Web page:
While US President Donald Trump is on vacation at his resort in Florida, White House officials are planning to revamp internal operations in the New Year, including bringing in new leadership as aides to the president worry about GOP prospects during the 2018 midterm elections.
Republicans and Trump suffered an embarrassing setback when Republican candidate Roy Moore who was endorsed by Trump in Alabama’s Senate race suffered an upset loss following allegations of sexual misconduct.
The unexpected defeat in the deep-red state narrowed the Republicans’ already shaky majority in the Senate and underscored the challenges the White House faces as Republicans head into the 2018 midterm elections with a president facing approval ratings in the 30s.
The Washington Post reported Thursday that the proposed changes are largely overseen by White House chief of staff John Kelly. The retired four-star general wants to further streamline and professionalize White House operations to ensure the chaos of the administration’s inaugural year does not follow it into 2018.
The Post reported the plan is to have Johnny DeStefano — a White House aide and Washington insider who worked for John Boehner when he was House Speaker — temporarily oversee four West Wing operations: the Office of Intergovernmental Affairs, the Office of Political Affairs, the Office of Presidential Personnel and the Office of Public Liaison, a White House official confirmed to the daily on Thursday.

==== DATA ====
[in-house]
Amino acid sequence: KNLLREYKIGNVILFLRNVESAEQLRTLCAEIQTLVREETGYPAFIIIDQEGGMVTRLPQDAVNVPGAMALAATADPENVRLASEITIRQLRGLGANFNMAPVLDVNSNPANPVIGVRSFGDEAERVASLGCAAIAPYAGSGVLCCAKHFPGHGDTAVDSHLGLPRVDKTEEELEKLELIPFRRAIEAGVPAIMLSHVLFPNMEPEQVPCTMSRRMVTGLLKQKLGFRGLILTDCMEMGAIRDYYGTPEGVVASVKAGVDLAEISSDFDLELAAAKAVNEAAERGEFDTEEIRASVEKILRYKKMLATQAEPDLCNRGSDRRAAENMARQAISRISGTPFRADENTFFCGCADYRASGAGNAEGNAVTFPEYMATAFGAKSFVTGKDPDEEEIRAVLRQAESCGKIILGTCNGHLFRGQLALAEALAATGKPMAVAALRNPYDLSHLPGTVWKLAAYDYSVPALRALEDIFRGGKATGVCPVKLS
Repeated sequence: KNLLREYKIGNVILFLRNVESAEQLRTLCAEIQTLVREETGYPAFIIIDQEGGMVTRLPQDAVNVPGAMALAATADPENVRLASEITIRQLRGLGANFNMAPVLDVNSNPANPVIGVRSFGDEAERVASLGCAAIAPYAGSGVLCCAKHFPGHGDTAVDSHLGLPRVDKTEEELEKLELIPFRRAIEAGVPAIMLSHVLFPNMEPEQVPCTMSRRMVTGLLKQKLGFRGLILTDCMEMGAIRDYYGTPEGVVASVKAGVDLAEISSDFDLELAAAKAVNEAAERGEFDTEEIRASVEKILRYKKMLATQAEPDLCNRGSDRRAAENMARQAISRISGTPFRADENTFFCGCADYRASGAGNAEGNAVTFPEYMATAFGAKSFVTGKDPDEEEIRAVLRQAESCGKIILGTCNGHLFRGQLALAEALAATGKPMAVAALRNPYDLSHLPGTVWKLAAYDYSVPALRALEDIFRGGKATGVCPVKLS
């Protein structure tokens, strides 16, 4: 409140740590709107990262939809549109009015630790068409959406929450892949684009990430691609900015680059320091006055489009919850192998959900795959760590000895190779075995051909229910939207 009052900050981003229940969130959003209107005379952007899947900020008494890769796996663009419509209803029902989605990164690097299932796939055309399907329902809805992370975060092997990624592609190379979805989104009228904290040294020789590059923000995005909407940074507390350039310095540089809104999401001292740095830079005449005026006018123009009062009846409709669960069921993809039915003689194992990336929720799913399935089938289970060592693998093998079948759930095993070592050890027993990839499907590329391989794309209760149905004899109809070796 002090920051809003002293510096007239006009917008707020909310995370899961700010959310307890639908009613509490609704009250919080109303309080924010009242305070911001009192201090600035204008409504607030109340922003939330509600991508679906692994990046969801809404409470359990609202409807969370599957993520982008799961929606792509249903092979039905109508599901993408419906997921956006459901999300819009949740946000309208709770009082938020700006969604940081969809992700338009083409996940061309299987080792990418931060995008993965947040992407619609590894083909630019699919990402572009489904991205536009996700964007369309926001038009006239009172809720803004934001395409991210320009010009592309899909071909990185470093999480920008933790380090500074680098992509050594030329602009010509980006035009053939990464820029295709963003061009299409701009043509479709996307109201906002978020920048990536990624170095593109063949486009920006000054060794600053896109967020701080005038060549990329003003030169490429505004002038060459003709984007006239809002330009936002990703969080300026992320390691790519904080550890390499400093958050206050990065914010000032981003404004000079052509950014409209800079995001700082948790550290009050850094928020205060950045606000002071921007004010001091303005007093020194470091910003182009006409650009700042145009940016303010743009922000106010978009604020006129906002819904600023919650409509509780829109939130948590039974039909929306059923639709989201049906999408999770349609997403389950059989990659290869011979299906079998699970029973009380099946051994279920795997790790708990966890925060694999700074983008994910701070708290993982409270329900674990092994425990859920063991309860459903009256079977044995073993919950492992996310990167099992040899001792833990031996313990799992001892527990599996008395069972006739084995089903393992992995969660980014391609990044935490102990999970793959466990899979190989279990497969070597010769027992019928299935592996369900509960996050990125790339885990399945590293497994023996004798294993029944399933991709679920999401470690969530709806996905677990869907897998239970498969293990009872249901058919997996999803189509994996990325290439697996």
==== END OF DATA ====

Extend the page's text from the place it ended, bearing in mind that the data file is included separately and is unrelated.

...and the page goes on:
Trump warned over loses to Democrats
The administration is also hoping to hire a top political strategist ahead of the 2018 midterms, as worries about political director Bill Stepien emerge. Stepien has been slammed over the Republican loss in the Alabama Senate race, which led to the state to vote for its first Democratic senator since 1997.
Trump has also reportedly been speaking to members of Congress and outside advisers over the past few weeks, who have warned him that losing GOP control of the House will likely lead to impeachment proceedings and block him from any further legislative victories, making any 2020 reelection bid far more challenging.
Even more to leave White House?
Kelly’s restructuring also comes as the White House is expecting even more departures around the one-year mark of Trump’s presidency.
Deputy national security adviser Dina Powell recently informed the White House she plans to leave in early 2018. Powell is leaving the administration on good terms and may continue to help advise on Middle East policy from the outside.
Secretary of State Rex Tillerson, who has clashed with the president and is widely disliked in the White House, is also expected to leave early next year, with the White House already readying a plan for his exit, The Post reported.
Gary Cohn, director of the National Economic Council, could also soon depart. Once considered to be Trump’s top choice to lead the Federal Reserve, he provoked the president’s fury after he publicly criticized Trump in the wake of the Charlottesville white-supremacist rally that left one woman dead.